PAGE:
Bruce Arnold

Critic of Public Affairs, writing about art, theatre, music and politics

We must take a stand against US over new Cold War games

I have been waiting for the Minister for Foreign Affairs, Micheal Martin, to offer the Irish people some guidance as to our position in respect of Georgia and Russia. A statement independent of the European Union line on the issue is important since Europe is deeply divided between the views of Eastern European members and Britain, on the one hand, and the rest of us on the other.

Martin's view should respect our supposed national fervour for neutrality but should also question the strange position adopted by the member states of NATO -- if indeed that position can be defined -- and the further encroachment, within Europe, of the belligerent United States' desire to further encircle Russia with surveillance systems, missile bases and the paraphernalia of the Cold War.

I will wait for a long time. Micheal Martin and the Department of Foreign Affairs are ducking this one, pretending it does not know where Georgia is or which side Ireland should be on. Those who do -- and this may, or may not, include Javier Solana, Europe's foreign minister -- are also ducking out.

Even Britain, still a major military power with probably more diplomatic and political wisdom and experience in the area than any other European country, cannot disentangle itself from the fumbling intervention of President Nicolas Sarkozy of France. Moreover, Britain is embarrassingly pro-America.

We should not carry the same embarrassing burden. If we want peace we should not be tied closely to American global strategies. These include a policy of encirclement of the former Soviet Union with US missiles, military bases, surveillance operations and a welter of supine allies supporting a confrontational approach towards Putin and Russia.

It happens to be a hollow threat. America is in no state, militarily, to help Georgia and Georgia does not deserve help. It does not merit inclusion in NATO and its alliance with Western military interests is more of a threat than a help. We should be saying that.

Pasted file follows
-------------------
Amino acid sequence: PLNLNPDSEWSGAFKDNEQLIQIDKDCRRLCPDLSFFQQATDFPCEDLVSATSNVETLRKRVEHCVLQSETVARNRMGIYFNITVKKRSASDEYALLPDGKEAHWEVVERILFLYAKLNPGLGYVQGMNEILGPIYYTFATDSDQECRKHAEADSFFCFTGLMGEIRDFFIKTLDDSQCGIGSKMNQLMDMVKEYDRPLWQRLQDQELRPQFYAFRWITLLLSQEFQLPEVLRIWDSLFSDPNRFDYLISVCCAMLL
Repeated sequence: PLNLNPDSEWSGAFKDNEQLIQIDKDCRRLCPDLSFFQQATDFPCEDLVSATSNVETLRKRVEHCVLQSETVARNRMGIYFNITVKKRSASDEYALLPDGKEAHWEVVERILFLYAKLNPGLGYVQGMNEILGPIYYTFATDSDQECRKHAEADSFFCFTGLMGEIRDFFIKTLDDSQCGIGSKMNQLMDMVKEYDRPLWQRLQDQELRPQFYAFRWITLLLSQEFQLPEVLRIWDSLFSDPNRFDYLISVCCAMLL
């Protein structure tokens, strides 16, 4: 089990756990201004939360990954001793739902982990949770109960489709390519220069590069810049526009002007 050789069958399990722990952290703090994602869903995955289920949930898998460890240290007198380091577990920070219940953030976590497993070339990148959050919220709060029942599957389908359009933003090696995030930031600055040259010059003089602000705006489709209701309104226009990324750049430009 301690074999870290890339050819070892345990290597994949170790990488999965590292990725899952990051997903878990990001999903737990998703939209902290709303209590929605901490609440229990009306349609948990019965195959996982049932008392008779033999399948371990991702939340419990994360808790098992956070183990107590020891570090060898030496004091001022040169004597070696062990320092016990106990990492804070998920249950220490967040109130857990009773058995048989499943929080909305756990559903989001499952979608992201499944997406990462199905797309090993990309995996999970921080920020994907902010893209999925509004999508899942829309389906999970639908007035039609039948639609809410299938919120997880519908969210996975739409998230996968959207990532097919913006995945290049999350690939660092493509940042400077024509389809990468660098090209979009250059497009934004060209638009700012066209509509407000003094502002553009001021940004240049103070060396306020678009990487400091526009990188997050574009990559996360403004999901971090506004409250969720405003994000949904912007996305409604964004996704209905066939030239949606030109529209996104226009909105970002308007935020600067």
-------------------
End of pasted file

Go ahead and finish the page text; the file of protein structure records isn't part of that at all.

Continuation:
Its invasion of an independent province sympathetic to Russia, South Ossetia, was irresponsibly supported by the United States, which sustains in Georgia that country's main military advice system. Since America could not supply actual military aid on the ground, such advice -- if, as I think, it was given -- had a quite different objective, which was to raise the temperature at home in support of international drum-beating.

This seems to have had an appreciable impact on the opinion-poll standing of John McCain at the expense of Barack Obama as well as bringing to the forefront America's very questionable wisdom or capacity to be the world defence of freedom, liberty and the West.

Ireland should be contemptuous of Europe's, NATO's and the UN's prevarications. In terms of the balance of power, Russia's move has found the United States with its pants down. Preoccupied in Iraq and Afghanistan, worried about Iran and Pakistan, the US did not expect the reaction and had no ground forces to help that 'little country', Georgia, beset by a giant neighbour.